If you are considering a reverse mortgage or already have one, keep in mind the effect this may have on how you design your estate plan. In the rare case that a house is already in an irrevocable (non-revocable) trust, the lender will catch this and possibly refuse to approve the reverse mortgage. More astute lenders will perhaps accept an attorney's opinion that certain language aded to the trust agreement will suffice to qualify the reverse mortgage.
But what if you take out a reverse mortgage while you and your spouse have the more commonly encountered type of trust, a joint revocable trust? What if one spouse dies, and the trust has tax planning provisions creating one or more irrevocable trusts upon that spouse's death, funded with all or part of the home subject to the reverse mortgage? Could the surviving spouse then be faced with the stark choice of having to either pay off the reverse mortgage, or move?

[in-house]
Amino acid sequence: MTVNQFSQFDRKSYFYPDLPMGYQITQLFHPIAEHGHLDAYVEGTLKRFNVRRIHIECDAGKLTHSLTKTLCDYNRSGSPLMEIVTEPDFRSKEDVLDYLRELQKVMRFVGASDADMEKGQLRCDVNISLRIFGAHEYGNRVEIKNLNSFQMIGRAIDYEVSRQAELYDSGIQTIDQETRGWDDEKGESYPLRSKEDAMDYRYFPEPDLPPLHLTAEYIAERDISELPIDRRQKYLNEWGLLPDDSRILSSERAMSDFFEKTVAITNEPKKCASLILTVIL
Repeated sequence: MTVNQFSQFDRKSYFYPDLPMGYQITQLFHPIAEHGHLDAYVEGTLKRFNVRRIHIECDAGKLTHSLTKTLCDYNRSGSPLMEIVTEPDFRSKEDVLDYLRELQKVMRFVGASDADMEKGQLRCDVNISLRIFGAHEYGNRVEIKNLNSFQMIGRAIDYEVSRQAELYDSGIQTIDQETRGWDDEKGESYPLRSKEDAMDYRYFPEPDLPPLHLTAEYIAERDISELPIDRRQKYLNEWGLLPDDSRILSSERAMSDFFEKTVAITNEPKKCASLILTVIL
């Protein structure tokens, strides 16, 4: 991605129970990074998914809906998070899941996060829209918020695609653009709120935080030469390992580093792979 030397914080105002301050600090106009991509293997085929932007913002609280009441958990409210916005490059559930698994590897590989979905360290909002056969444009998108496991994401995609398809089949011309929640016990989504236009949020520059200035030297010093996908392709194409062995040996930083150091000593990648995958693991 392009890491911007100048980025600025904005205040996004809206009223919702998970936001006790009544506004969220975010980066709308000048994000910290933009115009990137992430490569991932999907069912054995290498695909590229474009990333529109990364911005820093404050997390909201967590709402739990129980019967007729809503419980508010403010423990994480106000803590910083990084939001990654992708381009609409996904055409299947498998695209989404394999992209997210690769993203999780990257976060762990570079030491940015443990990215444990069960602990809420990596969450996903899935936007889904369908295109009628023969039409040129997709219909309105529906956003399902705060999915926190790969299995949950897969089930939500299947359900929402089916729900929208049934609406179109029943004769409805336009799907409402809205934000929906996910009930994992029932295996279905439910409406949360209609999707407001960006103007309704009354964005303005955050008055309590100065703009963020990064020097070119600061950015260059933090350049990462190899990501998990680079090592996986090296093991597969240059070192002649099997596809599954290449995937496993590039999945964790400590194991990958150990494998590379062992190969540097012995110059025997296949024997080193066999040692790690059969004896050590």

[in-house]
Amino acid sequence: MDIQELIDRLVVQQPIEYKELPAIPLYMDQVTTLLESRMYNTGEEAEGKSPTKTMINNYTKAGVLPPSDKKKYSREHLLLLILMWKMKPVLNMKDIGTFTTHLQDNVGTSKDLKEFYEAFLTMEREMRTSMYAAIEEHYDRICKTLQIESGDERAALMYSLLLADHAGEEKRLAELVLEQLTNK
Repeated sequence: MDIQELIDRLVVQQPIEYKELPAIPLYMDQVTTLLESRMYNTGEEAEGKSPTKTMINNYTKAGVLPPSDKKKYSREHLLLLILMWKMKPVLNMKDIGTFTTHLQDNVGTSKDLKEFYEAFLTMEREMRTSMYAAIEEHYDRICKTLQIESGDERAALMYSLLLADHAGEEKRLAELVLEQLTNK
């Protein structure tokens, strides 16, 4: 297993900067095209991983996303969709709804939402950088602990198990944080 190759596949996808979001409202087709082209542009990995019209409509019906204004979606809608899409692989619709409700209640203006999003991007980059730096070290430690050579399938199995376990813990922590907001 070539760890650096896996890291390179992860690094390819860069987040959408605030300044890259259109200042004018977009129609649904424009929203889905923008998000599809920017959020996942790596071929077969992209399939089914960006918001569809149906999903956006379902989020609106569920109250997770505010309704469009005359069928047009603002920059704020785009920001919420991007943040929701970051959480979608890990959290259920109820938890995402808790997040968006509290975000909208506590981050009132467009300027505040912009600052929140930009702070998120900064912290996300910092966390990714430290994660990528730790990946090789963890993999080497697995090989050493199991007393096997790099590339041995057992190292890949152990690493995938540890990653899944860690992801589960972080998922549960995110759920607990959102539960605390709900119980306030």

Even with the generous new estate tax law, tax planning formulas and irrevocable trusts remain in use because it is not certain the law will be permanent, and because these trusts have value as asset protection devices.
If you have a reverse mortgage, the simplest course may be to avoid including any irrevocable subtrusts under your revocable trust agreement. If there is a strong need for advanced planning with subtrusts, then it is possible that certain language can be included making the irrevocable trust acceptable to the lender. If one spouse has already died, then perhaps this language can still be added if you included "Trust Protector" provisions in your trust, for situations like this. Be sure to consult an estate planning attorney regularly. Get started at http://OrangeCountyLivingTrust.com